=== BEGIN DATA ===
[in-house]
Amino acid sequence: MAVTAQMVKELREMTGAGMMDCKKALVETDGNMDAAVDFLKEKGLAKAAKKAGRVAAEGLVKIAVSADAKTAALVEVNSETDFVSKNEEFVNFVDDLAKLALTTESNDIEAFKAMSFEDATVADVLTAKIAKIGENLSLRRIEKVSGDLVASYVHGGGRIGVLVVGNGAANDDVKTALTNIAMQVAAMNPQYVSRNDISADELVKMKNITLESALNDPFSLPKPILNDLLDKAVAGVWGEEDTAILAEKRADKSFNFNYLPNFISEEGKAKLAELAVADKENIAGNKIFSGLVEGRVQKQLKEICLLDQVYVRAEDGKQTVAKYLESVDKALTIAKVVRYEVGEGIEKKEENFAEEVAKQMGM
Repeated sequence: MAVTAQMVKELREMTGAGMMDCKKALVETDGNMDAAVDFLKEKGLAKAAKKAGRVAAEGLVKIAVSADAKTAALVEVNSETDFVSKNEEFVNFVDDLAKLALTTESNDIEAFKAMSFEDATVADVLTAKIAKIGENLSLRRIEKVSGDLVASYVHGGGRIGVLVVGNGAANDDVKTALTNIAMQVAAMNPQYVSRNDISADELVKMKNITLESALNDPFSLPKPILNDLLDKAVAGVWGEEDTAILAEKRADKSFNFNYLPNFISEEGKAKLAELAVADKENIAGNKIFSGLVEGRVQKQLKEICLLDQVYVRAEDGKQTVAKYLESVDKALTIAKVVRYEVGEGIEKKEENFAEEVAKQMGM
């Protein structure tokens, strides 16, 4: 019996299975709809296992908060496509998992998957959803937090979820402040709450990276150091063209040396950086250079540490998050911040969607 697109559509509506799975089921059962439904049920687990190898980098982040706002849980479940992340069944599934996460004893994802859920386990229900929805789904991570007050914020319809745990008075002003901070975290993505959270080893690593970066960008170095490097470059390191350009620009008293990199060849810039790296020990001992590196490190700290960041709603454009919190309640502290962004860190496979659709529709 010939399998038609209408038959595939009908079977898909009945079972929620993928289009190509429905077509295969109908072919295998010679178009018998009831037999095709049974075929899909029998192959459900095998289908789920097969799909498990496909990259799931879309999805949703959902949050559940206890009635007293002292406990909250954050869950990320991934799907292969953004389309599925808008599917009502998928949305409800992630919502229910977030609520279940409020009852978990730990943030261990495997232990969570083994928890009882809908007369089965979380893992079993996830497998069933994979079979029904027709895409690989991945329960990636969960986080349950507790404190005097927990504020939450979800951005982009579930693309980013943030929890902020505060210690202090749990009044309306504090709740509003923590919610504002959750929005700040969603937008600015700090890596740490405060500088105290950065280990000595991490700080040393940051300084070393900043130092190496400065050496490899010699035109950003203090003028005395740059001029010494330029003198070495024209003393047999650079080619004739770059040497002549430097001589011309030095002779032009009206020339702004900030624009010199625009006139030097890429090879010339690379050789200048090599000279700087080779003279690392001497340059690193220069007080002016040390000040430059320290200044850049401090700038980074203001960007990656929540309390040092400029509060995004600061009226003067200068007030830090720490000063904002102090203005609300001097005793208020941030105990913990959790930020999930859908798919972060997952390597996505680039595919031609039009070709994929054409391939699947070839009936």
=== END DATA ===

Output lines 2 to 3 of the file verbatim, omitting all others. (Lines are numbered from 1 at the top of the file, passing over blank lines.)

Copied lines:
Amino acid sequence: MAVTAQMVKELREMTGAGMMDCKKALVETDGNMDAAVDFLKEKGLAKAAKKAGRVAAEGLVKIAVSADAKTAALVEVNSETDFVSKNEEFVNFVDDLAKLALTTESNDIEAFKAMSFEDATVADVLTAKIAKIGENLSLRRIEKVSGDLVASYVHGGGRIGVLVVGNGAANDDVKTALTNIAMQVAAMNPQYVSRNDISADELVKMKNITLESALNDPFSLPKPILNDLLDKAVAGVWGEEDTAILAEKRADKSFNFNYLPNFISEEGKAKLAELAVADKENIAGNKIFSGLVEGRVQKQLKEICLLDQVYVRAEDGKQTVAKYLESVDKALTIAKVVRYEVGEGIEKKEENFAEEVAKQMGM
Repeated sequence: MAVTAQMVKELREMTGAGMMDCKKALVETDGNMDAAVDFLKEKGLAKAAKKAGRVAAEGLVKIAVSADAKTAALVEVNSETDFVSKNEEFVNFVDDLAKLALTTESNDIEAFKAMSFEDATVADVLTAKIAKIGENLSLRRIEKVSGDLVASYVHGGGRIGVLVVGNGAANDDVKTALTNIAMQVAAMNPQYVSRNDISADELVKMKNITLESALNDPFSLPKPILNDLLDKAVAGVWGEEDTAILAEKRADKSFNFNYLPNFISEEGKAKLAELAVADKENIAGNKIFSGLVEGRVQKQLKEICLLDQVYVRAEDGKQTVAKYLESVDKALTIAKVVRYEVGEGIEKKEENFAEEVAKQMGM